Wenzhou Hengyue Seal Co., Ltd.
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  3. Preparations for Minimally Invasive Hemorrhoid Treatment
Preparations for Minimally Invasive Hemorrhoid Treatment
  • Copper ion electrochemistry therapy has simple operation and minimally invasive features. It can be fully operated and in clinic settings.
  • Patients need to be diagnosed before surgery to eliminate patients who do not need or are not suited to receive copper ion electrochemistry therapy. The main symptoms adaptive for copper ion electrochemistry therapy are hemorrhoids of grade I and II whose main manifestations are bleeding. Some bleeding hemorrhoids of grade III can also be treated by copper ion electrochemistry therapy. Hemorrhoids of grade II and III ’s are characterized by their prolapsing of the rectal mucosa. They can also be treated by copper ion electrochemistry therapy. When the copper needle is put into the hemorrhoids and after device powers up, cell tissue between the anal cushion and the wall of the rectum become degenerated and necrotic, and then form small thrombus and partial aseptic inflammation, fibrous adhesion, and the fiber tissue’s cicatricial contracture sotomy, so that hemorrhoids’ supporting structure get strengthened, and hemorrhoids are fixed on the muscularis mucosae, then they slip out of the anus when the patient is defecating.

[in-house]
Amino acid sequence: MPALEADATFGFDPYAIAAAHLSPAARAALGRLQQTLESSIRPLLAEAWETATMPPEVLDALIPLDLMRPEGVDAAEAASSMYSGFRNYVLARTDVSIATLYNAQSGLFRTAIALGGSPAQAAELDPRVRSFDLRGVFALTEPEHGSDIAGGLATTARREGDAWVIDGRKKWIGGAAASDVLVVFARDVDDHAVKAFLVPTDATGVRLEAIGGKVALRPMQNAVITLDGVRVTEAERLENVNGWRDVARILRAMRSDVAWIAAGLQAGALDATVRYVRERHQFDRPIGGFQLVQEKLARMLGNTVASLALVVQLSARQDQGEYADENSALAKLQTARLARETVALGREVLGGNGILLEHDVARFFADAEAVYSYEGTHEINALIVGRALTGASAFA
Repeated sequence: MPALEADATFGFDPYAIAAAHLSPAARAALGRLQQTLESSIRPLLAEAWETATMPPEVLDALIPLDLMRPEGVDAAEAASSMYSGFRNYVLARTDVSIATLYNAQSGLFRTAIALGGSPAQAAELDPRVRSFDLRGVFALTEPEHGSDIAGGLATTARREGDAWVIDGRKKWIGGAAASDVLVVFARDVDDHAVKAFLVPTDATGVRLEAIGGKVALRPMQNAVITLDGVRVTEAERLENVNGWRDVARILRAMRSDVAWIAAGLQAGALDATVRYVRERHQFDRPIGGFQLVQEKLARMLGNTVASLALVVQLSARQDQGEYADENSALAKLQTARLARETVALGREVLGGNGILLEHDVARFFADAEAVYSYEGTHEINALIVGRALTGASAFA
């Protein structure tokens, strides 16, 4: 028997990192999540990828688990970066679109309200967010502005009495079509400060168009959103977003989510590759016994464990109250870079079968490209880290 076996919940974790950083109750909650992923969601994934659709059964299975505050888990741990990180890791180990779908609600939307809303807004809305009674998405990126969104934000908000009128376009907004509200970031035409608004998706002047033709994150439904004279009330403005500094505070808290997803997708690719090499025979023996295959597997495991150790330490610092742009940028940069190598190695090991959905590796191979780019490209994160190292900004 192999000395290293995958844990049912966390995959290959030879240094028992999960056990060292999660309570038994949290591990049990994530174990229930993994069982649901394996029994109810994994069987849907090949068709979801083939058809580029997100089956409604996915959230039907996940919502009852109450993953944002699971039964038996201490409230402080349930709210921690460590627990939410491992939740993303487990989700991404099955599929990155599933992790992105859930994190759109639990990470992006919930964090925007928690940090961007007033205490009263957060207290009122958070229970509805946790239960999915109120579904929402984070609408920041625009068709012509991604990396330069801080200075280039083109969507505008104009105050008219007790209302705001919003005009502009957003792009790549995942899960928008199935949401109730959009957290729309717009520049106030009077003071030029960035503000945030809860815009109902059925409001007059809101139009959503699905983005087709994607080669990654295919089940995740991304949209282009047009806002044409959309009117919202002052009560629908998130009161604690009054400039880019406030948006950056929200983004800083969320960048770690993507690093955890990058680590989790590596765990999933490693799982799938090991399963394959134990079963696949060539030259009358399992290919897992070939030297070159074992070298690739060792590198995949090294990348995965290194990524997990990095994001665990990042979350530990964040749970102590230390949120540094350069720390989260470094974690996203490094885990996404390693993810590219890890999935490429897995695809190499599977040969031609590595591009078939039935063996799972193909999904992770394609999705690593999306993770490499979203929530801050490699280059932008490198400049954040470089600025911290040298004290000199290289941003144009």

• It is not recommended to use copper ion electrochemistry therapy on grade IV hemorrhoids. However, if the patient cannot have surgery, this can be used as a conservative treatment.
  • Patients need to receive regular examination before surgery, including general examination of blood, routine urinalysis and examination of coagulation function. Patients need to receive coloclyster for 1 time before surgery.
  • Patients can choose lateral position, lithotomy position and so on according to the doctors' habits and preferences.
  • Copper ion electrochemistry therapy’s operation are all above the dentate line, which is not sensitive to pain. Patients feel pain and discomfort only when doctor places an anoscope into the anus.
  • Generally partial anesthesia can meet the procedural requirements.